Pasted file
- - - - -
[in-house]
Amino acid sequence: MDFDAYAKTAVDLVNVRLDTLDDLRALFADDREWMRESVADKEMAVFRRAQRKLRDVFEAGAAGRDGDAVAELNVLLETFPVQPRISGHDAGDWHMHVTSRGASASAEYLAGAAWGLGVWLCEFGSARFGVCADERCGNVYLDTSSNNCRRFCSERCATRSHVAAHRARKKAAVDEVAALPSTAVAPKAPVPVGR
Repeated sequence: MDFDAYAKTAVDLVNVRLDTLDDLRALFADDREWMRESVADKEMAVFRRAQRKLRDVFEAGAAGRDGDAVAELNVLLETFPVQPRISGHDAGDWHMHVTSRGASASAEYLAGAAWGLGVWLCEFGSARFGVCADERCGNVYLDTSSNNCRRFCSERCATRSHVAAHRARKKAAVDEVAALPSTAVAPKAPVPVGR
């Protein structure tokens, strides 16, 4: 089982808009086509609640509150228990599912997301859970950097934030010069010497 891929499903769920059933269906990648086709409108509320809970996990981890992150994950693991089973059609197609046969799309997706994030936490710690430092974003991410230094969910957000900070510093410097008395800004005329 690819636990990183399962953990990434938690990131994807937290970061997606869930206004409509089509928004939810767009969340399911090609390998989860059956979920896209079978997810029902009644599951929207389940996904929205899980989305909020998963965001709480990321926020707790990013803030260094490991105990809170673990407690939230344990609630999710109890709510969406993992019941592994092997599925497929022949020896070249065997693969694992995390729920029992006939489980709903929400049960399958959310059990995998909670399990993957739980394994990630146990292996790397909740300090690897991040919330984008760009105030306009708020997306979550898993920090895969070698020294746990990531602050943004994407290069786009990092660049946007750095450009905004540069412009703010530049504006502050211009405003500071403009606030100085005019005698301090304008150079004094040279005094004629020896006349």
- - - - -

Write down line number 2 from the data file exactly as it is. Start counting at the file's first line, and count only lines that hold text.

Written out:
Amino acid sequence: MDFDAYAKTAVDLVNVRLDTLDDLRALFADDREWMRESVADKEMAVFRRAQRKLRDVFEAGAAGRDGDAVAELNVLLETFPVQPRISGHDAGDWHMHVTSRGASASAEYLAGAAWGLGVWLCEFGSARFGVCADERCGNVYLDTSSNNCRRFCSERCATRSHVAAHRARKKAAVDEVAALPSTAVAPKAPVPVGR